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ORIGINAL ARTICLE Table of Contents   
Year : 2015  |  Volume : 12  |  Issue : 2  |  Page : 119-121
A very feasible alternative in patients with feeding difficulties from gastrostomy: Jejunal tube advanced through the gastrostomy

1 Department of Pediatric Surgery, Medical Faculty, Gazi University, 06500 Besevler, Ankara, Turkey
2 Department of Radiology, Medical Faculty, Gazi University, 06500 Besevler, Ankara, Turkey

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Date of Web Publication9-Jul-2015


Background: Our aim is to share our experiences regarding patients who cannot be fed effectively through the gastrostomy tube, but were inserted feeding jejunostomy through the gastrostomy orifice using scopic fluoroscopic techniques utilised by the interventional radiology. Patients and Methods: Between January 2010 and May 2013 the patients that were inserted jejunostomy tube through the gastrostomy orifice using fluoroscopic techniques were retrospectively analysed. Data including primary indication for gastrostomy, sex, concomitant disease and the requirement for gastroesophageal reflux disease (GERD) were all recorded. Results: There were five patients with these criteria. They all received either medical or surgical GERD therapy; nevertheless enteral feeding failed to reach an effective level, they all had vomiting and did not gain any weight. Following conversion, all the patients gained minimum 2 kg in 2-5 months; all the patients tolerated enteral feeding and were discharged in the early period. There were neither procedure related complications such as perforation, bleeding nor sedation related complications. Procedure took no more than 30 min as a whole. There was no need for surgical intervention. However in one patient re-intervention was required due to accidental removal of the catheter. Conclusions: In case of feeding difficulties following the gastrostomy; instead of an invasive surgical intervention; physicians should consider jejunal feeding that is advanced through the gastrostomy, which does not require any anaesthesia.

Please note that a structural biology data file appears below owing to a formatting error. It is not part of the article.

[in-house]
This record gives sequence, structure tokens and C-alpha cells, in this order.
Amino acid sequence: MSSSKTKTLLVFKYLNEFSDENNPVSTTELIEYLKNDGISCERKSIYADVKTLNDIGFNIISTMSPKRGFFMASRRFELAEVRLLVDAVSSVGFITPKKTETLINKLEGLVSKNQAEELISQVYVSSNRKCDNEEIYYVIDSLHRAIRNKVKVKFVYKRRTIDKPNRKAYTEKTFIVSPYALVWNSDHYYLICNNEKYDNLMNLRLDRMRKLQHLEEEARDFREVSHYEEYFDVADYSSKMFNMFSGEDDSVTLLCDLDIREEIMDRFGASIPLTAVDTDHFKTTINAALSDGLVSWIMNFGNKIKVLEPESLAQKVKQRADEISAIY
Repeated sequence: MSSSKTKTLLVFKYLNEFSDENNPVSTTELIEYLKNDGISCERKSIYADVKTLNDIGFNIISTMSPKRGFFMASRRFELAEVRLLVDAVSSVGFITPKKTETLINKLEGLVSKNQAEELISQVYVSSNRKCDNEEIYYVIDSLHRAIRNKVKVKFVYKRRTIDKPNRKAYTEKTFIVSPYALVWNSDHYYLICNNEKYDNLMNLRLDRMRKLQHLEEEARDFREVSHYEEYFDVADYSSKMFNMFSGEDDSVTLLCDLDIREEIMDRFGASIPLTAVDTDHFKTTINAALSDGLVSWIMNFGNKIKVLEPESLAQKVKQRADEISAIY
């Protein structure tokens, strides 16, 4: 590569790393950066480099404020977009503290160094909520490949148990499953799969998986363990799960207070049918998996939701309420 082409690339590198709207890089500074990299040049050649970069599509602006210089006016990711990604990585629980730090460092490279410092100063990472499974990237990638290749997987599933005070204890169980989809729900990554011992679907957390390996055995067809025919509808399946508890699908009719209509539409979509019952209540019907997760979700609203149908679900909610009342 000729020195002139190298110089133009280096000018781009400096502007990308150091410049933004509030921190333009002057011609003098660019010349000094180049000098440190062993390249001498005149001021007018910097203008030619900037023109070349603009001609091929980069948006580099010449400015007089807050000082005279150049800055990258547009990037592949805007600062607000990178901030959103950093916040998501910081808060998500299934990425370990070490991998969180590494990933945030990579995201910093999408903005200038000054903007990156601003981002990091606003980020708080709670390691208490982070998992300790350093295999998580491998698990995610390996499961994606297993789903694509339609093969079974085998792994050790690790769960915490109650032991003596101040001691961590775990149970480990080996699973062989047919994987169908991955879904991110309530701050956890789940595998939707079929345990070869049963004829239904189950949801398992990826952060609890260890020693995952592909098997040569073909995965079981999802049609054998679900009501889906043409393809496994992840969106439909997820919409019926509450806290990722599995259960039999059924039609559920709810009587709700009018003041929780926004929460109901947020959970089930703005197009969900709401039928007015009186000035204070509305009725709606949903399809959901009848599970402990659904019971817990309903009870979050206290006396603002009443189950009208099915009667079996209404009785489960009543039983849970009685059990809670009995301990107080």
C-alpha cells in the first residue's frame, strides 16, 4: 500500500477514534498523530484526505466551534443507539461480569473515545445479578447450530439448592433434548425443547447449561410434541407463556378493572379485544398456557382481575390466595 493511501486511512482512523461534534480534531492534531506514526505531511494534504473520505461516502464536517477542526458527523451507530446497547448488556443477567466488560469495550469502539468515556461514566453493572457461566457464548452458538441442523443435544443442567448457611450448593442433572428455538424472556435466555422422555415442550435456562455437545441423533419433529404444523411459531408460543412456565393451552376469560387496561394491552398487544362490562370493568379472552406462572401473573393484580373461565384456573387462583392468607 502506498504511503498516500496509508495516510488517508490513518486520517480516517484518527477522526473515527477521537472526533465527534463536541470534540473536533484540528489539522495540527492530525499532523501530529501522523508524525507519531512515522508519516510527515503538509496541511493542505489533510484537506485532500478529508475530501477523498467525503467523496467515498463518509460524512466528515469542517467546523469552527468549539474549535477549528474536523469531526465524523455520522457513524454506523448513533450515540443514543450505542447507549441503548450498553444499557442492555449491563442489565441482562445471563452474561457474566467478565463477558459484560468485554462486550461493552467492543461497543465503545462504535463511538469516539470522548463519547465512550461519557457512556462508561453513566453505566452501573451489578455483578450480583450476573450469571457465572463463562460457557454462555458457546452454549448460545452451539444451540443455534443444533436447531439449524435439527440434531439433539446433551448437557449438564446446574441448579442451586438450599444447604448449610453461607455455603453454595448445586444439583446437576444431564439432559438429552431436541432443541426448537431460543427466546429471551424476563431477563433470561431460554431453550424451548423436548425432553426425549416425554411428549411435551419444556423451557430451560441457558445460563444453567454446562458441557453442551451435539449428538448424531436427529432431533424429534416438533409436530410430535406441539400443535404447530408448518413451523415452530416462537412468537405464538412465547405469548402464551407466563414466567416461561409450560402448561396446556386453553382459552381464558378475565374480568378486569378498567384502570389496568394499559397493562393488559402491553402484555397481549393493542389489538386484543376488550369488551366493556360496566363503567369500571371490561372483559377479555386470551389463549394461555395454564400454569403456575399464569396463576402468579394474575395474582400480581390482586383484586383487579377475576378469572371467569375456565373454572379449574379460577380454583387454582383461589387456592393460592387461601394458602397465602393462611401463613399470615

Keywords: Gastrostomy, scopy, tube jejunostomy

How to cite this article:
Karabulut R, Turkyilmaz Z, Sonmez K, Oktar SO, Kaya C, Kokurcan A, Oncu F, Basaklar AC. A very feasible alternative in patients with feeding difficulties from gastrostomy: Jejunal tube advanced through the gastrostomy. Afr J Paediatr Surg 2015;12:119-21

How to cite this URL:
Karabulut R, Turkyilmaz Z, Sonmez K, Oktar SO, Kaya C, Kokurcan A, Oncu F, Basaklar AC. A very feasible alternative in patients with feeding difficulties from gastrostomy: Jejunal tube advanced through the gastrostomy. Afr J Paediatr Surg [serial online] 2015 [cited 2019 Dec 6];12:119-21. Available from:

   Introduction Top